Read the entire review HERE.

Thursday, January 15, 2009

Batman 2.0 Costume Challenge

Project Rooftop, superhero fashion central, is holding a big-time contest to design a brand new costume for the inevitable (maybe, possibly) Dick Grayson-as-Batman!

Here's the info, direct from PR's own Dean Trippe:

You’re going to need every tool in your utility belt for this one! Project: Rooftop is flipping on the signal. That’s right, old chum, in honor of the recent (apparent!) demise of the Dark Knight in Batman R.I.P. and Final Crisis, and the likely torch-passing to follow, we’re announcing a very specific new contest: redesign the Batman uniform to suit his most likely successor, Dick Grayson AKA Robin AKA Nightwing.

Think about it, Nightwing was raised to be Batman 2.0, so any uniform he dons as the Caped Crusader should demonstrate that. And sure, Nightwing might not be the next Batman, and Bruce Wayne’s heroic death probably won’t last forever…but let’s enjoy the design opportunity anyway!

More information, and a list of PRIZES can be found at the Project Rooftop site, but all entries must be received by February 4th! So get working!

And you might be interested in this tidbit: In addition to the normal PR judges, the finalists will be judged by a panel of guest judges including J. H. Williams III, Dustin Nguyen, and Geniusboy Firemelon's own...ME. That's right, I've been brought in to judge what will surely be an amazing batch of costume designs.

This is gonna be cool.

Wednesday, January 14, 2009

When Words Collide: Zombie Landscaping

Did Robert Kirkman leave Marvel and craft a hastily-produced manifesto because he couldn't tell a multi-year serialized story in which Mary Jane learned to use a katana to defend NYC from an attacking zombie horde?

Probably not.

But he's pretty damn good at long-form serialized storytelling, and after spending the last couple of weeks devouring the nine collected volumes of "The Walking Dead," I realize how completely idiotic I've been for ignoring this series for all of these years.

It's really good.

So join me in this week's "When Words Collide" column as I explore the subtle nuances of "Zombie Landscaping."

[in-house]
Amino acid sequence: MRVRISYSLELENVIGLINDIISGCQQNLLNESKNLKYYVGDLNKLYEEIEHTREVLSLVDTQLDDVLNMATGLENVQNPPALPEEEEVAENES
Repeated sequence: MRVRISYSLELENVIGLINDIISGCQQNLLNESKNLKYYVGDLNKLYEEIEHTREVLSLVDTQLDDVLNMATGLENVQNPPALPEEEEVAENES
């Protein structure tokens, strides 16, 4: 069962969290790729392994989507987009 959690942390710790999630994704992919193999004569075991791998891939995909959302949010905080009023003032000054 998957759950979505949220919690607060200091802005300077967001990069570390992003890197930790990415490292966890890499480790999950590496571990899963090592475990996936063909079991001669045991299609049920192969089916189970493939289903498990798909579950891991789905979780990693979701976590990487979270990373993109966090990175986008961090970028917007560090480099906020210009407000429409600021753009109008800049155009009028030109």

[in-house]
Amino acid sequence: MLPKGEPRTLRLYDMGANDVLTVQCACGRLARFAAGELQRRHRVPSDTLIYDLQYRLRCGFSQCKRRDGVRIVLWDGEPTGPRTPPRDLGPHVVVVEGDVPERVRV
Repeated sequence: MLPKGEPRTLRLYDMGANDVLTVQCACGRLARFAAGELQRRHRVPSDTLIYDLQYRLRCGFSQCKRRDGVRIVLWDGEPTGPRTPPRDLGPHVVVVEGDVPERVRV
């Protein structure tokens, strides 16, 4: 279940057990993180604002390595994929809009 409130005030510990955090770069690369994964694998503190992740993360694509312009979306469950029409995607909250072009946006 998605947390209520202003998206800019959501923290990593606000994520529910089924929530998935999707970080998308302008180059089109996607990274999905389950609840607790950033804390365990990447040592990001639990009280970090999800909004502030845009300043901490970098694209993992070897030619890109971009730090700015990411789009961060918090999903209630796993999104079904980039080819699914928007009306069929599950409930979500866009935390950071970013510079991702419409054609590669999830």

Tuesday, January 13, 2009

Hellboy: The Wild Hunt #2 Review

Recently reviewed by me at CBR: Hellboy: The Wild Hunt #2, about which I write the following sentences: "There's a great scene where Hellboy tries to sneak by the giants with a charm of invisibility, but makes it only halfway through before he realizes, hey, he's Hellboy! So he drops the charm with an 'ah, screw it,' and unleashes on the big baddies. That's only the opening sequence, and the issue then turns to the sad tale of Gruagach the transformed. Something is being set up for future issues here, though I'm not exactly sure what. But the Fegredo artwork looks amazing thoughout, even when Hellboy's not around to liven things up."

Read the entire review HERE.

El Diablo #5 Review

Recently reviewed by me at CBR: El Diablo #5, about which I write the following sentences: "Writer Jai Nitz does something else in this issue besides throw a curve at the reader: he brings in the post-'Infinite Crisis' version of the Freedom Fighters and writes them better than they've been written in any of their own series. The Freedom Fighters are a strange sight in a comic like this. 'El Diablo,' is, of course, a DC western concept, and even in this superhero incarnation it has maintained a kind of gritty postmodern western flavor, and the Freedom Fighters are patriotically garbed national heroes of substantial gaudiness."

Read the entire review HERE.

Sunday, January 11, 2009

What I'm Reading: Sarris, Kael, Fenwick, Rex

Over the past week, besides my normal weekly comic book reading (and we all know that I read a lot of those) and besides the books I'm teaching in school right now (Pnin, by Vladimir Nabokov, and Adventures of Huckleberry Finn, by Mark Twain, for the record), I've been reading:

The American Cinema, by Andrew Sarris

I Lost it at the Movies, by Pauline Kael

Hall of Best Knowledge, by Ray Fenwick

The True Meaning of Smekday, by Adam Rex

I dug out copies of the Sarris and Kael books to remind myself what good criticism reads like, because I've been reading and writing too many bland comic book reviews. And it's fun to see Sarris and Kael go at each other in their writing. By the way, Kael absolutely blows Sarris out of the water with her prose, and her attack on the auteur theory is far more effective than Sarris's lame defense of it (even though, after the 1970s age of the director, most people have kind of internalized the auteur theory anyway).